Molecular aspects of metallothioneins in dementias

Gemma Comes, Anna Escrig, Yasmina Manso, Olaya Fernández-Gayol, Paula Sanchis, Amalia Molinero, Mercedes Giralt, Javier Carrasco, Juan Hidalgo

Research output: Chapter in BookChapterResearchpeer-review


Alzheimer’s disease (AD) is the most prevalent form of dementia, in which signs of neuroinflammation, oxidative stress, and neuronal death are important. Transition metals such as Zn, Fe, and Cu have also been shown to be altered in AD. The heavy metal-binding proteins, metallothioneins (MTs), have been shown to be influenced by AD and to have significant antioxidant, antiinflammatory, and antiapoptotic properties. A number of mouse models of AD have been created, and in some of them, such as the Tg2576 mice, the regulation of the MT family of proteins has been studied. The MT1+2 isoforms are typically upregulated by AD-like pathology, whereas the results for MT3 are less clear-cut. MTs had different effects on survival, depending on the isoform and the sex and age of the mouse (perinatal/weaning or later). MTs in general promote the formation of amyloid plaques (dense core and diffuse) in the hippocampus and, to a lesser extent, in the cortex, particularly in females. MT1+2 had an inhibitory effect on glial cells in young but not old mice, in which amyloid-β plaques are prominent. The absence of MT3 decreased the CA1 hippocampal layer, suggesting an important role in neuronal survival.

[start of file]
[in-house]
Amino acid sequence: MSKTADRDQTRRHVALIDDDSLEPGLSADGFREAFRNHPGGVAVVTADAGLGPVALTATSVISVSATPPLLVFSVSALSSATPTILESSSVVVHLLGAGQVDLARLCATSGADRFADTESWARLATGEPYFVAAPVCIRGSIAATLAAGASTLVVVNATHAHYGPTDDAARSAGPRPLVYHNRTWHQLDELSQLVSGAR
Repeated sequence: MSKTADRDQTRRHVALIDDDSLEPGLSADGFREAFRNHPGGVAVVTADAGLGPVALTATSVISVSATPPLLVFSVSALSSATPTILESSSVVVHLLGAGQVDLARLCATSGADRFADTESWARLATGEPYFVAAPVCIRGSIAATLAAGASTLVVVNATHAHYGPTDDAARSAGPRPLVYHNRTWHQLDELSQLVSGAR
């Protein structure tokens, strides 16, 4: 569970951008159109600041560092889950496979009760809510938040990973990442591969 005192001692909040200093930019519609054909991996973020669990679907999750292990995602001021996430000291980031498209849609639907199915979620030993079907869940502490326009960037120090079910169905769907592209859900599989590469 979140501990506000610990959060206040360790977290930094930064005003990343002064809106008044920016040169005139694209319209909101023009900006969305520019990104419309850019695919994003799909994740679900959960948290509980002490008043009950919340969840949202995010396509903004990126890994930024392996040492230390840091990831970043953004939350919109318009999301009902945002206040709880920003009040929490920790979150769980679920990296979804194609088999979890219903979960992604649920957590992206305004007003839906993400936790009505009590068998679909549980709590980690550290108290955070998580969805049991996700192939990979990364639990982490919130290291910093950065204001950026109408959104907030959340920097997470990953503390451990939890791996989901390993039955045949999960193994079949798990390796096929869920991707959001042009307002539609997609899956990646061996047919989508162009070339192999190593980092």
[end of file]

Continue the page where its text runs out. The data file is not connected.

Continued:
Original languageEnglish
Title of host publicationGenetics, Neurology, Behavior, and Diet in Dementia
Subtitle of host publicationThe Neuroscience of Dementia, Volume 2
Number of pages16
ISBN (Electronic)9780128158685
Publication statusPublished - 1 Jan 2020


  • Alzheimer’s disease
  • Amyloid plaques
  • Gliosis
  • Metallothionein
  • Neuroinflammation
  • Neuronal loss
  • Tg2576


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